more
  • This pair of maps indicates locations of confirmed sites of recurrent slope linea on Mars, with respect to elevation (upper map) and surface brightness, or albedo (lower map).

    This pair of maps indicates locations of confirmed sites of recurrent slope linea on Mars, with respect to elevation (upper map) and surface brightness, or albedo (lower map). Recurrent slope linea are a class of markings that might be caused by flow of salty water. These dark lines advance downhill during warmer months, fade away in colder...

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    A meteorite impact that excavated this crater on Mars exposed bright ice that had been hidden just beneath the surface at this location: latitude 43.9 degrees north, longitude 204.3 degrees east. The 100-meter scale bar at lower right is 109 yards.

    The image is an excerpt from an observation by the High Resolution Imaging Science Experiment...

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  • This map of Mars indicates locations of new craters that have excavated ice (blue) and those that have not (red). The underlying map is based on the brightness, or albedo, of the Martian surface.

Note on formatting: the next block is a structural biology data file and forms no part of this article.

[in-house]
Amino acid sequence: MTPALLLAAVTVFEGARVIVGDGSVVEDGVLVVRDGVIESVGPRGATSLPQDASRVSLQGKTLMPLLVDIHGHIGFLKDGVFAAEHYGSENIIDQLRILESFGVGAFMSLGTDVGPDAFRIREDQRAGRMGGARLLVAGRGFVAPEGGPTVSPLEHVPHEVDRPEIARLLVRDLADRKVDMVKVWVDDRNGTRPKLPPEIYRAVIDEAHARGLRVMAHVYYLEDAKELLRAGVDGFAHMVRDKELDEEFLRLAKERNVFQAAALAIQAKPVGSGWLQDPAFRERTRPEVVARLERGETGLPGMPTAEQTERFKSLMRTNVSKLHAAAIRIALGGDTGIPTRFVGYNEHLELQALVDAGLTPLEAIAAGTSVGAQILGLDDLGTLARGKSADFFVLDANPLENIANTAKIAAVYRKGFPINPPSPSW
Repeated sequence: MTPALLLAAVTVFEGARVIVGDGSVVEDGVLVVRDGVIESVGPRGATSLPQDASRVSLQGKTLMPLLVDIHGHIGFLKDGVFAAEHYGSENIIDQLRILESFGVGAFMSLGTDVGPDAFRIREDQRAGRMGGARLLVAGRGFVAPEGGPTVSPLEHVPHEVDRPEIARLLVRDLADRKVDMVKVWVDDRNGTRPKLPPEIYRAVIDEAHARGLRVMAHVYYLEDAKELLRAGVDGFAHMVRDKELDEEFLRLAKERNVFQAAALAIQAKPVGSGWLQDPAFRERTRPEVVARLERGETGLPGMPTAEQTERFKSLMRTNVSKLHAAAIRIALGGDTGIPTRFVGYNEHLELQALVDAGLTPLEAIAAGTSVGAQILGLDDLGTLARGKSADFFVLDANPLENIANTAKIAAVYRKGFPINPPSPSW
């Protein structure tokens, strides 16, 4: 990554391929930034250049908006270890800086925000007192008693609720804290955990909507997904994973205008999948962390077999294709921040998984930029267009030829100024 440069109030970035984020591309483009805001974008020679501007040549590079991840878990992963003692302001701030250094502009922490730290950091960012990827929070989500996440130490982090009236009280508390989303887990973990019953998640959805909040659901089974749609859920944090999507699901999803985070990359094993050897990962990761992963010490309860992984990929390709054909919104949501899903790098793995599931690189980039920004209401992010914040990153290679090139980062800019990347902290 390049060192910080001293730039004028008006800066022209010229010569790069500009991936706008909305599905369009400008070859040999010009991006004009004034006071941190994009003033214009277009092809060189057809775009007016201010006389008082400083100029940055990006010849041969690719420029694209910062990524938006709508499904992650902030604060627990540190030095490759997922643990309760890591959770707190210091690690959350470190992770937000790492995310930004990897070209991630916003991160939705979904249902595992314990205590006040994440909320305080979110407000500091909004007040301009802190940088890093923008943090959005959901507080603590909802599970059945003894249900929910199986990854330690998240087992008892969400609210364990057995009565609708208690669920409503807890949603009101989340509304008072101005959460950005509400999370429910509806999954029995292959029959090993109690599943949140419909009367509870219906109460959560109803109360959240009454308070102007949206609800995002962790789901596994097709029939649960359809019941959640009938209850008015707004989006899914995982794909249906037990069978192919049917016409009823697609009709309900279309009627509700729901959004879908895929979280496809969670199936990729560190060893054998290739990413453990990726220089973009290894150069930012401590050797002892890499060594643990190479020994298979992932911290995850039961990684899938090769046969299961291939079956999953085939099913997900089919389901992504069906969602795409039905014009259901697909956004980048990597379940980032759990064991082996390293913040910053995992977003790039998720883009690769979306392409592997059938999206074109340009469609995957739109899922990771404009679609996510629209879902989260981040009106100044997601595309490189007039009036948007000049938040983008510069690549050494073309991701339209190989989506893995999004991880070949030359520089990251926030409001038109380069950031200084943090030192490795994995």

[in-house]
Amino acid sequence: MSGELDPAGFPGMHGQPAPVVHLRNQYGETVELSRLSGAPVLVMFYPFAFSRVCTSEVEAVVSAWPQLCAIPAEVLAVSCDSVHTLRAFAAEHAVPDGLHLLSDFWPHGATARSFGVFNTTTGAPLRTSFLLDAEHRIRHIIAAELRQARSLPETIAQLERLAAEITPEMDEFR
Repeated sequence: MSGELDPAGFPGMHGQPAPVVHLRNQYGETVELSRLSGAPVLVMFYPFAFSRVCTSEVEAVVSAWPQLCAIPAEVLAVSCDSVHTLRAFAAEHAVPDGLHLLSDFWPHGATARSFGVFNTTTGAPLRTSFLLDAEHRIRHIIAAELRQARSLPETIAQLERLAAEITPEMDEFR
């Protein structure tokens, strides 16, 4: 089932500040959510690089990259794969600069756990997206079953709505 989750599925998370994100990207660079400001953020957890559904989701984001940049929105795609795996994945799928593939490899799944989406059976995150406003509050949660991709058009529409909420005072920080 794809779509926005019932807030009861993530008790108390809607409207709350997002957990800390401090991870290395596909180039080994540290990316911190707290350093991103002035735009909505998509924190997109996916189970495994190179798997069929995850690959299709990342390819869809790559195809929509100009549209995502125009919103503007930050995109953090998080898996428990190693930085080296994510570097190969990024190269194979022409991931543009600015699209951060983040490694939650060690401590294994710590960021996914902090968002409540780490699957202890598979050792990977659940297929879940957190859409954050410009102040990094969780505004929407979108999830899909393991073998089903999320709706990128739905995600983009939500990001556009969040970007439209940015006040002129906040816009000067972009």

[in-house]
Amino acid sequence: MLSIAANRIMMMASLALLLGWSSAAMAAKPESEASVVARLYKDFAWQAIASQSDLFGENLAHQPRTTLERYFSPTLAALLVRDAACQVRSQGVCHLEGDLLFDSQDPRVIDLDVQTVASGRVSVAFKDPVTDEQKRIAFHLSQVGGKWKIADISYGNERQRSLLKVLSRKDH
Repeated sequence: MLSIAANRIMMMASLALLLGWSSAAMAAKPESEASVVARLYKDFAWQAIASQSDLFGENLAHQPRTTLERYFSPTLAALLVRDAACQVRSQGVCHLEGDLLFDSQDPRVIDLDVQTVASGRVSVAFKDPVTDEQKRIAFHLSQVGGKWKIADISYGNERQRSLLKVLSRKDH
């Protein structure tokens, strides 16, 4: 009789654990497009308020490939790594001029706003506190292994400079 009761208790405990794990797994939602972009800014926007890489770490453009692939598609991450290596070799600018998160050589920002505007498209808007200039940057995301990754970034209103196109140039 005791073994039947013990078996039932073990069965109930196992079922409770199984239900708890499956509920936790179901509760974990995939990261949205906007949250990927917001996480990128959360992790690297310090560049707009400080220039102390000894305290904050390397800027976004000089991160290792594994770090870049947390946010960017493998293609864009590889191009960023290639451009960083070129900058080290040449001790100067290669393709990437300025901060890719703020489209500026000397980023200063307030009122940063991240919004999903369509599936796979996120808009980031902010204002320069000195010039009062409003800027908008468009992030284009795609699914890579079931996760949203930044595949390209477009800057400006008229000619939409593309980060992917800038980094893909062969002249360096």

This map of Mars indicates locations of new craters that have excavated ice (blue) and those that have not (red). The underlying map is based on the brightness, or albedo, of the Martian surface. Most fresh craters are discovered in the brighter, dusty regions of Mars where dark blast patterns from the impacts can be seen.

    The albedo...

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  • This image taken on May 19, 2010, shows an impact crater that had not existed when the same location on Mars was previously observed in March 2008.

    This image taken on May 19, 2010, shows an impact crater that had not existed when the same location on Mars was previously observed in March 2008. The new impact excavated and scattered water ice that had been hidden beneath the surface. The location is at 63.9 degrees north latitude, 44.9 degrees east longitude. The 50-meter scale bar at lower...